if ($null -eq $Path) {
Write-Host "Path is null"
} else {

Using the null coalescing operator compresses this example to the example below:

$Path ?? "Path is null"

In the case that $Path is $null, the command will output Path is null; otherwise, the command will output the value of $Path.

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Tableau analytics platform upgrades driven by user needs

LAS VEGAS — Tableau revealed a host of additions and upgrades to the Tableau analytics platform in the days both before and during Tableau Conference 2019.

Less than a week before its annual user conference, the vendor released Tableau 2019.4, a scheduled update of the Tableau analytics platform. And during the conference, Tableau unveiled not only new products and updates to existing ones, but also an enhanced partnership with Amazon Web Services to help users move to the cloud and a new partner network.

Many of the additions to the Tableau analytics platform have to do with data management, an area Tableau only recently began to explore. Among them are Tableau Catalog and Prep Conductor.

Others, meanwhile, are centered on augmented analytics, including Ask Data and Explain Data.

All of these enhancements to the Tableau analytics platform come in the wake of the news last June that Tableau was acquired by Salesforce, a deal that closed on Aug. 1 but was held up until just last week by a regulatory review in the United Kingdom looking at what effect the combination of the two companies would have on competition.

In a two-part Q&A, Andrew Beers, Tableau’s chief technology officer, discussed the new and enhanced products in the Tableau analytics platform as well as how Tableau and Salesforce will work together.

Part I focuses on data management and AI products in the Tableau analytics platform, while Part II centers on the relationship between Salesforce and Tableau.

Data management has been a theme of new products and upgrades to the Tableau analytics platform — what led Tableau in that direction?

Andrew BeersAndrew Beers

Andrew Beers: We’ve been about self-service analysis for a long time. Early themes out of the Tableau product line were putting the right tools in the hands of the people that were in the business that had the data and had the questions, and didn’t need someone standing between them and getting the answers to those questions. As that started to become really successful, then you had what happens in every self-service culture — dealing with all of this content that’s out there, all of this data that’s out there. We helped by introducing a prep product. But then you had people that were generating dashboards, generating data sets, and then we said, ‘To stick to our belief in self-service we’ve got to do something in the data management space, so what would a user-facing prep solution look like, an operationalization solution look like, a catalog solution look like?’ And that’s what started our thinking about all these various capabilities.

Along those lines, what’s the roadmap for the next few years?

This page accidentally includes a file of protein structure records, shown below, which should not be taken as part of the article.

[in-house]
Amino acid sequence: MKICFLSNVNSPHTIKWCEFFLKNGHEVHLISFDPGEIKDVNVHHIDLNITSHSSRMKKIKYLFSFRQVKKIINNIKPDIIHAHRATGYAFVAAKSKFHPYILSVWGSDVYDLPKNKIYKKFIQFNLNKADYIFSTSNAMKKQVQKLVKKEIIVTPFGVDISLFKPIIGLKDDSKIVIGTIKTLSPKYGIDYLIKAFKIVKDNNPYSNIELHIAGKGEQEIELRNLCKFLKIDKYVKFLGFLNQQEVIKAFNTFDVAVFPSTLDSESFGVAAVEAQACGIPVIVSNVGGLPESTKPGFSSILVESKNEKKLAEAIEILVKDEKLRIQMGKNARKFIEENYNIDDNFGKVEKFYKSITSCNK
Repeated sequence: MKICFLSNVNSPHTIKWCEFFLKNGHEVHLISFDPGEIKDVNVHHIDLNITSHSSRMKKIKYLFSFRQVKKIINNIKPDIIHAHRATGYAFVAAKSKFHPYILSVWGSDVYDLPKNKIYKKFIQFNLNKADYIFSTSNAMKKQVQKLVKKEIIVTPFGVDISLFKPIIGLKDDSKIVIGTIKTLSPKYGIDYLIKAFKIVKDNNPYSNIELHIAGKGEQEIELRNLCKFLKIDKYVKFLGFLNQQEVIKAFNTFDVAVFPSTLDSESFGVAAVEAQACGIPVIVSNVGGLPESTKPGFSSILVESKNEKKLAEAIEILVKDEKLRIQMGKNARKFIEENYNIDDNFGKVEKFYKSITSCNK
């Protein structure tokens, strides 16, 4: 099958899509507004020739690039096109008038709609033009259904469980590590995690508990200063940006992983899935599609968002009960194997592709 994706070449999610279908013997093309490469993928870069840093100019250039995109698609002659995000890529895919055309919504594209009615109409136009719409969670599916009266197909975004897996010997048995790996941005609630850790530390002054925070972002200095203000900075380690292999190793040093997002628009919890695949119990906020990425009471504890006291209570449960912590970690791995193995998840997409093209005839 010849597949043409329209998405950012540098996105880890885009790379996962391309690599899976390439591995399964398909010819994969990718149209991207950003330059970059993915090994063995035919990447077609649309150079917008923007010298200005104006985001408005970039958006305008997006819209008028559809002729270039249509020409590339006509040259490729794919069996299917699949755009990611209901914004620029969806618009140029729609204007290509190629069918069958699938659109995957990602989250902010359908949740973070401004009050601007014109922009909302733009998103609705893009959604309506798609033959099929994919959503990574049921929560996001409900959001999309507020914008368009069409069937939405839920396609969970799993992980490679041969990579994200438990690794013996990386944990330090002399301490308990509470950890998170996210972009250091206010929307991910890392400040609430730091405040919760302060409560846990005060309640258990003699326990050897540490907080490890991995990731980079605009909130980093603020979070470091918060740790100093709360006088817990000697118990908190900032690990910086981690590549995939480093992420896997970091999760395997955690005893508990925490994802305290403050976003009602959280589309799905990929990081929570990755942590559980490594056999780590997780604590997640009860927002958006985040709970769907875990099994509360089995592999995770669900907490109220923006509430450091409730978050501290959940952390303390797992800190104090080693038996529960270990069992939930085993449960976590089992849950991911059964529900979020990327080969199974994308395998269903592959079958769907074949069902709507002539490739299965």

Beers: We always have things that are in the works. We are at the beginning of several efforts — Tableau Prep is a baby product that’s a year and a half old. Conductor is just a couple of releases old. You’re going to see a lot of upgrades to those products and along those themes — how do you make prep easier and more approachable, how do you give your business the insight into the data and how it is being used, and how do you manage it? That’s tooling we haven’t built out that far yet. Once you have all of this knowledge and you’ve given people insights, which is a key ingredient in governance along with how to manage it in a self-service way, you’ll start to see the Catalog product grow into ideas like that.

Are these products something customers asked for, or are they products Tableau decided to develop on its own?

Beers: It’s always a combination. From the beginning we’ve listened to what our customers are saying. Sometimes they’re saying, ‘I want something that looks like this,’ but often they’re telling us, ‘Here is the kind of problem we’re facing, and here are the challenges we’re facing in our organization,’ and when you start to hear similar stories enough you generalize that the customers really need something in this space. And this is really how all of our product invention happens. It’s by listening to the intent behind what the customer is saying and then inventing the products or the new capabilities that will take the customer in a direction we think they need to go.

Shifting from data management to augmented intelligence, that’s been a theme of another set of products. Where did the motivation come from to infuse more natural language processing and machine learning into the Tableau analytics platform?

Beers: It’s a similar story here, just listening to customers and hearing them wanting to take the insights that their more analyst-style users got from Tableau to a larger part of the organization, which always leads you down the path of trying to figure out how to add more intelligence into the product. That’s not new for Tableau. In the beginning we said, ‘We want to build this tool for everyone,’ but if I’m building it for everyone I can’t assume that you know SQL, that you know color design, that you know how to tell a good story, so we had to build all those in there and then let users depart from that. With these smart things, it’s how can I extend that to letting people get different kinds of value from their question. We have a researcher in the NLP space who was seeing these signals a while ago and she started prototyping some of these ideas about how to bring natural language questioning into an analytical workspace, and that really inspired us to look deeply at the space and led us to think about acquisitions..

What’s the roadmap for Tableau’s AI capabilities?

With the way tech has been developing around things like AI and machine learning, there are just all kinds of new techniques that are available to us that weren’t mainstream enough 10 years ago to be pulling into the product.
Andrew BeersChief technology officer, Tableau